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A Birdland Salute for Ryan Flaherty

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Ryan Flaherty was a part of the two greatest Orioles teams of this century. As his career takes him elsewhere, we remember the best of utility infielders.

Baltimore Orioles v Toronto Blue Jays Photo by Tom Szczerbowski/Getty Images

The 2012 and 2014 Orioles were special baseball teams, so much so that everyone who played for either or both is worth remembering for being a part of Birdland greatness. This is true of the highest and most constant of stars like Adam Jones and no less true for those whose part was a bit more on the periphery.

Ryan Flaherty is surely not the first person you think of when you think of 2012 or 2014 Orioles, nor, with his career Orioles batting line of .215/.284/.355, will anyone mistake him for the best. He is, however, the only player who hit a home run in the playoffs for both of those teams, so in at least some small way, this makes him the greatest of all of them.

Flaherty's career, after six stalwart years, has taken him elsewhere. He signed a minor league contract with the Phillies on Wednesday, making him officially an Oriole no more. He is not the only link to those seasons to be lost in free agency this offseason - he's just the first to actually sign elsewhere, and so the '12 and '14 O's come a little closer to only being memories.

The first and thus far best of Dan Duquette's Rule 5 obsessions, Flaherty, swiped from the Cubs in the 2011 edition of that draft, has been just about everywhere on the diamond for the Orioles over the past six seasons, filling in at every position except for catcher - though he was the emergency backup, we were always assured - and center field. On one memorable occasion when a number of Camden Chatters were in attendance, he even pitched. The game wasn't much fun, but that part was, for us at least.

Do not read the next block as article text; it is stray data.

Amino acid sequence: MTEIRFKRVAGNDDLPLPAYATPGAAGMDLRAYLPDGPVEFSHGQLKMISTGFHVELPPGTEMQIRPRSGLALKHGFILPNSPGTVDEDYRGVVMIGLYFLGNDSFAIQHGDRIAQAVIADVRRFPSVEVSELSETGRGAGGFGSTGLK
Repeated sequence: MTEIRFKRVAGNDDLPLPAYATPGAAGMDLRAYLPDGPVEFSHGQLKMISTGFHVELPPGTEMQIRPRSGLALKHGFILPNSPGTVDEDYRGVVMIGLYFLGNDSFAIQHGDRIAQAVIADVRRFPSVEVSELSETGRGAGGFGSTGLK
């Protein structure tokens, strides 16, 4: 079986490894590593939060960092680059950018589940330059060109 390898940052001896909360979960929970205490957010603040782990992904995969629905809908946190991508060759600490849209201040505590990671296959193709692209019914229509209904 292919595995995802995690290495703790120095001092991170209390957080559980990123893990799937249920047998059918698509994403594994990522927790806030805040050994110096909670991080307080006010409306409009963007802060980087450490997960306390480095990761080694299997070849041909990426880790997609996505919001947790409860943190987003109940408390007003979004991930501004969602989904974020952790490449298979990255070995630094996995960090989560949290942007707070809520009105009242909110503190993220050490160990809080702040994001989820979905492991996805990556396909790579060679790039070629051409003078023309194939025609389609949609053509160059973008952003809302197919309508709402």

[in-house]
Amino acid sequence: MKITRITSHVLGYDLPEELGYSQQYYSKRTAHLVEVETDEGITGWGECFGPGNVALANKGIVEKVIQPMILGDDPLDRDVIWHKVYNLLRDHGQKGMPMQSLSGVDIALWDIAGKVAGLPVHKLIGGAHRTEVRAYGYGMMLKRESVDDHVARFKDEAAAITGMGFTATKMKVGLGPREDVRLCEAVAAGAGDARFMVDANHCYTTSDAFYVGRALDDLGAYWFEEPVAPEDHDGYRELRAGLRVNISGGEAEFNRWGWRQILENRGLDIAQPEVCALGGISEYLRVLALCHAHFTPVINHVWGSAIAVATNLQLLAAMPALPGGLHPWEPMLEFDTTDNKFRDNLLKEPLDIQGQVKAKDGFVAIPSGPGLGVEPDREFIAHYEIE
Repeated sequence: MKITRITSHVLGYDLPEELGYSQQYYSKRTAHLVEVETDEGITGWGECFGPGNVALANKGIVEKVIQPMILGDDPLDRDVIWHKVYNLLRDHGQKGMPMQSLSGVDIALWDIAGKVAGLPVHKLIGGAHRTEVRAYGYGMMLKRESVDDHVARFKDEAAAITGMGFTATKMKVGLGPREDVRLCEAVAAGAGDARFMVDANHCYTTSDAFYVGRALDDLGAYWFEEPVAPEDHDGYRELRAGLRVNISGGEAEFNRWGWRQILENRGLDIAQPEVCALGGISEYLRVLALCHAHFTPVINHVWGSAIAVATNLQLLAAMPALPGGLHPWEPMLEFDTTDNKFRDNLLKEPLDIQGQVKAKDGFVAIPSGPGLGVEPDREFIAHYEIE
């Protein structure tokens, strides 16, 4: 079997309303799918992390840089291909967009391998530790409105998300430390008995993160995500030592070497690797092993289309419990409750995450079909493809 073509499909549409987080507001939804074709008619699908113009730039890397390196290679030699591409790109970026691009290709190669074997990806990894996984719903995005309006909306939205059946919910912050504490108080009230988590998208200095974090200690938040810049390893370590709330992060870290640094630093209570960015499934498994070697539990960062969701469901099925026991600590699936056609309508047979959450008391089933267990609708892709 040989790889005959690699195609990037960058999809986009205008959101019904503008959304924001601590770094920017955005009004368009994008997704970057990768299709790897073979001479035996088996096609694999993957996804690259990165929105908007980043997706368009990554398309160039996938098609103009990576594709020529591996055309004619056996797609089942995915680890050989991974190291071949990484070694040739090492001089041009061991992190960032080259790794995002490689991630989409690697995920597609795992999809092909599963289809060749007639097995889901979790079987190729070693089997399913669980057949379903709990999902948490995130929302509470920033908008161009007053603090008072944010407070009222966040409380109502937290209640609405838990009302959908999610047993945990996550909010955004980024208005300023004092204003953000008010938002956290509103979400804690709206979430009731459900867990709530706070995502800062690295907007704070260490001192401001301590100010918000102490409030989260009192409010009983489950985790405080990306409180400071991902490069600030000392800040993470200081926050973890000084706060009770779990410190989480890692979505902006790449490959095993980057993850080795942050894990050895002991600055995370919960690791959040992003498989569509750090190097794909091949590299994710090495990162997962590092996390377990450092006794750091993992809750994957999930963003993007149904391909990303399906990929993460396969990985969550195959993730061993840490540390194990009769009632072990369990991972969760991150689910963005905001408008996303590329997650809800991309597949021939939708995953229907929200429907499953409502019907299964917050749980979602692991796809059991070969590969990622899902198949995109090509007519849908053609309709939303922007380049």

When injuries struck, Flaherty was there. This included stints at second base in 2013 filling in for Brian Roberts, at third base in 2014 filling in for Manny Machado, at second base again in 2015 filling in for Jonathan Schoop, and at third base in 2016 when J.J. Hardy got hurt and Machado shifted to shortstop for a little while. He could be just about anywhere, and often, he was.

Flaherty's own 2017 injury led to an exhausted infield by the time September rolled around. It was a small part of what went wrong with that season, but there can be no mistake that they suffered without him. His replacement, whoever that ends up being, may not have to fill those shoes often, but they will be big shoes to fill all the same.

It's a tough thing to pick a favorite moment in the career of a utility player because by his nature, most of the time there's a dramatic hit, he's on the bench. Flaherty is the guy you pinch hit for, not the guy who comes in off the bench for heroics. Yet he found his way into some legendary moments all the same.

Take the 2014 ALDS sweep of the Tigers. When manager Buck Showalter ordered an intentional walk to put the winning run on base with one out in the ninth inning of Game 3, he also said, according to legend, that it was OK, because Zach Britton would get a ground ball double play to end the game and the series. Britton did get that ground ball and it went right to the man of the hour: Ryan Flaherty.

As double plays go, this is as close to easy as it gets. That shouldn't take away from what a great moment it was that Flaherty was a part of. Here is where they finished the sweep of the Tigers despite the much-ballyhooed starting rotation that had three former Cy Young winners. All fell before the might of Orioles Magic.

For my money, though, there's simply no topping the moment when Flaherty found himself batting against Aroldis Chapman in the ninth inning of a game in New York against the Yankees, representing the Orioles last chance in a one-run game, with the tying run already on base, down to his final strike. It was at that moment that Flaherty gave us this legendary rallying cry:

Come on, motherfucker!

In the official box score from that game on July 18, 2016, it is recorded that Flaherty grounded out, second to first, and the game ended. That's because that's what happened. That's what's supposed to happen when Flaherty faces Chapman. I know this, and yet, every time I watch this GIF, I can picture a universe where, after his little snarl at the end, Flaherty hits a go-ahead home run, and it makes me happy just imagining that thing that never happened.

Flaherty was drafted. He played. He is Birdland. We will probably never see his like again.

With the exit of Flaherty and others this offseason, there are now just nine members of the 2014 AL East champion Orioles remaining on the team. Of the 2012 Wild Card-winning O's, only six players are left.